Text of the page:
One of the most common allegations levied toward No Man’s Sky in the weeks following its release was that the marketing campaign was misleading. People expected to find vibrant planets full of incredible wildlife. That turned out to be the exception rather than the norm. Instead, people found a lot of emptiness.
The disappointment led 23 people to file complaints to the United Kingdom’s Advertising Standards Authority (ASA). These complainants asserted that both Valve and Hello Games were guilty of misleading advertising, and that the “game content was not as depicted or described.”
The ASA recently posted its ruling based on its investigation into these concerns. Valve was immediately dismissed because third-party developers post all marketing content to the game’s page. As for Hello Games, the ASA outlines issue after issue and consistently found that No Man’s Sky is clear from any wrongdoing with regard to its pre-release marketing.
All of the points raised such as deceptively engaging environments, different interfaces, and lengthy warping times (read the ruling for the full list) were all deflected by Hello Games. The crux of most individual decisions was either that: it’s a functionally-infinite game and the average player will eventually encounter something like the advertising in a normal playthrough; the specific issue wasn’t impactful enough to influence a consumer’s purchasing decision; or it wasn’t materially misleading.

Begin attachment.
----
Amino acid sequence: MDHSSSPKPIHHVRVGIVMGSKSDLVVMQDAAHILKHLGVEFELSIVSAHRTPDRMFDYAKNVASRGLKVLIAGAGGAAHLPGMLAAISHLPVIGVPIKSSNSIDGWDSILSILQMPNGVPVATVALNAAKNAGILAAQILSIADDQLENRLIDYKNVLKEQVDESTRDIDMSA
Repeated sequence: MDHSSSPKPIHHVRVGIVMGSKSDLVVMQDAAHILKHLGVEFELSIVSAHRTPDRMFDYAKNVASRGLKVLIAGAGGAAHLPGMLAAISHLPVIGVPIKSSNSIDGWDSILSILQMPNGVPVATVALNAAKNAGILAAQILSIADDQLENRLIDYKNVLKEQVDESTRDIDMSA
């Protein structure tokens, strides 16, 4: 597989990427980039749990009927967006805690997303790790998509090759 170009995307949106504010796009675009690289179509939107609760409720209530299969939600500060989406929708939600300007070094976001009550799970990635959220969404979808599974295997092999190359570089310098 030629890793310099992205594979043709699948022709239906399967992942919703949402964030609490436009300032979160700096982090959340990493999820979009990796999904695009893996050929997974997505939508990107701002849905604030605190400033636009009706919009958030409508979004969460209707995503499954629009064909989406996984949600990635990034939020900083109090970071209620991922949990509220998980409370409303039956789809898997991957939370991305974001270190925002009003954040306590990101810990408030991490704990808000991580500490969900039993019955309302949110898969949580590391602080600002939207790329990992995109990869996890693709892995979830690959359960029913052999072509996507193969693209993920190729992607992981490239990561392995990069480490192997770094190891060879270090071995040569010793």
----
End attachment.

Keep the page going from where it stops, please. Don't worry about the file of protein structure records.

The ASA concluded its findings by stating “We considered that the overall impression of the ad was consistent with gameplay and the footage provided, both in terms of that captured by Hello Games and by third parties, and that it did not exaggerate the expected player experience of the game. We therefore concluded that the ad did not breach the Code.”
It seems the misplaced trust comes from the personal expectations so many put on No Man’s Sky. A vacuum of concrete details led to people imagining infinite possibilities. There’s a lesson to be learned here, although we’re probably collectively destined to repeat our mistakes. Those mistakes were predicated on what wasn’t said rather than what was shown, at least according to the regulating committee in the United Kingdom.
ASA Ruling on Valve Corporation and Hello Games Ltd [Advertising Standards Authority via reddit]